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No point in an extension
27 Jul, 2018

(Unless it’s for a people’s vote)

Some suggest an extension of the Article 50 deadline. But the Government’s problem is not lack of time, but inability to decide what Brexit is for and unwillingness to face up to the costs. An extension would only make sense to stage a referendum on the terms (a people's vote). London4Europe Committee member and former senior civil servant Michael Romberg writes.

Some, including Nick Clegg, have suggested that the Article 50 deadline should be extended to allow more time for the government to formulate a workable negotiating stance and agree it with the EU.

But that is to fundamentally misunderstand the problem. The difficulty is not working through the complex details of a solution; that needs doing but can almost all be done during the transition if Brexit happens. Nor is the difficulty getting the evidence in order to make a strategic decision; we know as much as we are ever going to know and as much as we need.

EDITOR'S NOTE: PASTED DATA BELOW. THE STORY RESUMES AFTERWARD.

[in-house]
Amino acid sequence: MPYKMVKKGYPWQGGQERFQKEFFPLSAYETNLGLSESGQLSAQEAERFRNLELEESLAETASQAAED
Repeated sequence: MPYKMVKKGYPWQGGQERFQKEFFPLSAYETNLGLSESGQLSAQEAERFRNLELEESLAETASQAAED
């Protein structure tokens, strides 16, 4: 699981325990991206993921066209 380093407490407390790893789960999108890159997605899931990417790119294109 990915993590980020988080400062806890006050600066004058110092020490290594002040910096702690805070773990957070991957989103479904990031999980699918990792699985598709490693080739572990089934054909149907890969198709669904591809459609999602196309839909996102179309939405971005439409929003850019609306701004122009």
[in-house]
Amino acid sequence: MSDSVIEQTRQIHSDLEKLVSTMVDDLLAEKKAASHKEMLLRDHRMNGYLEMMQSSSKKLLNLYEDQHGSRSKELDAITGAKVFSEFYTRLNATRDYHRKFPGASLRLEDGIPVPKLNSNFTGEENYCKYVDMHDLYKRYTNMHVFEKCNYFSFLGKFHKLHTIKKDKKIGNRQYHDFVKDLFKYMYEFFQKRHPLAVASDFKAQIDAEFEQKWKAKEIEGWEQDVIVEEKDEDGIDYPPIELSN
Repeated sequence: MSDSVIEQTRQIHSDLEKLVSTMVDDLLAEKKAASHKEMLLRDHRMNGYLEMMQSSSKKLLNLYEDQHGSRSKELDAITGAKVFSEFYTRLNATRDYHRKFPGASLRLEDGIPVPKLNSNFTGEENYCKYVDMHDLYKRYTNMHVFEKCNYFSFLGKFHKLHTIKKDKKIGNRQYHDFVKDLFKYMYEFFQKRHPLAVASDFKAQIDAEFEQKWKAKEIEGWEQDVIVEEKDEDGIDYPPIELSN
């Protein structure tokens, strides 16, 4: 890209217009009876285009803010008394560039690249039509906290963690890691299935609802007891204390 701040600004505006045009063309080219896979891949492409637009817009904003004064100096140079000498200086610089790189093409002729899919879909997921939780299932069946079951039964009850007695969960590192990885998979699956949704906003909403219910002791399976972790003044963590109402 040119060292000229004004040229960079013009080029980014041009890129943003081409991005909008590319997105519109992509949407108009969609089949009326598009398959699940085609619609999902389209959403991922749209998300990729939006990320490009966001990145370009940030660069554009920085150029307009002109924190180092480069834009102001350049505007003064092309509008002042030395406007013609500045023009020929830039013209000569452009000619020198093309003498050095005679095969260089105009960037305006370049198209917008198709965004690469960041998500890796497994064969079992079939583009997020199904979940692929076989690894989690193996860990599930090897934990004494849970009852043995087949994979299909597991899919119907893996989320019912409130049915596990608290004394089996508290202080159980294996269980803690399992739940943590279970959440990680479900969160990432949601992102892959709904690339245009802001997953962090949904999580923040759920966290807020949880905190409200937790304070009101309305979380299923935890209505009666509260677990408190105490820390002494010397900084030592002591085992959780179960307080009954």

Rather, the Government faces two difficulties:

  • defining what Brexit is for; and
  • facing up to the cost of Brexit and deciding whether it is worth it.

What is the point of Brexit?

There were and are several different Brexits on offer, including:

  • Reshaping the world order by breaking up the EU and moving to a different way for nation states to live together
  • Cutting immigration
  • Reducing immigration of muslims
  • Reducing the effects of globalisation
  • Reducing regulation and becoming an unfettered enterprise economy
  • Restoring legislative and judicial sovereignty
  • Leaving the European Convention on Human Rights (ECHR)